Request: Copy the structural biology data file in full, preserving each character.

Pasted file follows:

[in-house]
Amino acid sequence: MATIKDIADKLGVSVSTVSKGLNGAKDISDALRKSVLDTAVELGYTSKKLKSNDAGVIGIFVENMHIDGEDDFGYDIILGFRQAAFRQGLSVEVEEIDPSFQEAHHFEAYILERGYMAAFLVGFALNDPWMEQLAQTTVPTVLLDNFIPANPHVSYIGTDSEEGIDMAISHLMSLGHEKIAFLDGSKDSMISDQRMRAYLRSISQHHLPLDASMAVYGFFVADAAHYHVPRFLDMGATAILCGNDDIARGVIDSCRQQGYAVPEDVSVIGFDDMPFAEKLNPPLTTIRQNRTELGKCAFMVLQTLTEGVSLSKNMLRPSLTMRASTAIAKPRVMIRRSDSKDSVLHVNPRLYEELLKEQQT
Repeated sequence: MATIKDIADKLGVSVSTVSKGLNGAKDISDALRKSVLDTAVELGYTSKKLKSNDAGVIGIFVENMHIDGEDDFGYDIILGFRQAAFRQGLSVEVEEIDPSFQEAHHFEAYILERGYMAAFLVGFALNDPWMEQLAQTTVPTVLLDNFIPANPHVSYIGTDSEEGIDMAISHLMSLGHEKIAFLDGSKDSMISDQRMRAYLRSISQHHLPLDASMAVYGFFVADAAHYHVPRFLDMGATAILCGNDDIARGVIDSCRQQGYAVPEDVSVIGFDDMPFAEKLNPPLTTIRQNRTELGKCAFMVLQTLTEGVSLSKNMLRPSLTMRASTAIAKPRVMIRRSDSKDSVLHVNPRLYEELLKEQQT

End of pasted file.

[in-house]
Amino acid sequence: MATIKDIADKLGVSVSTVSKGLNGAKDISDALRKSVLDTAVELGYTSKKLKSNDAGVIGIFVENMHIDGEDDFGYDIILGFRQAAFRQGLSVEVEEIDPSFQEAHHFEAYILERGYMAAFLVGFALNDPWMEQLAQTTVPTVLLDNFIPANPHVSYIGTDSEEGIDMAISHLMSLGHEKIAFLDGSKDSMISDQRMRAYLRSISQHHLPLDASMAVYGFFVADAAHYHVPRFLDMGATAILCGNDDIARGVIDSCRQQGYAVPEDVSVIGFDDMPFAEKLNPPLTTIRQNRTELGKCAFMVLQTLTEGVSLSKNMLRPSLTMRASTAIAKPRVMIRRSDSKDSVLHVNPRLYEELLKEQQT
Repeated sequence: MATIKDIADKLGVSVSTVSKGLNGAKDISDALRKSVLDTAVELGYTSKKLKSNDAGVIGIFVENMHIDGEDDFGYDIILGFRQAAFRQGLSVEVEEIDPSFQEAHHFEAYILERGYMAAFLVGFALNDPWMEQLAQTTVPTVLLDNFIPANPHVSYIGTDSEEGIDMAISHLMSLGHEKIAFLDGSKDSMISDQRMRAYLRSISQHHLPLDASMAVYGFFVADAAHYHVPRFLDMGATAILCGNDDIARGVIDSCRQQGYAVPEDVSVIGFDDMPFAEKLNPPLTTIRQNRTELGKCAFMVLQTLTEGVSLSKNMLRPSLTMRASTAIAKPRVMIRRSDSKDSVLHVNPRLYEELLKEQQT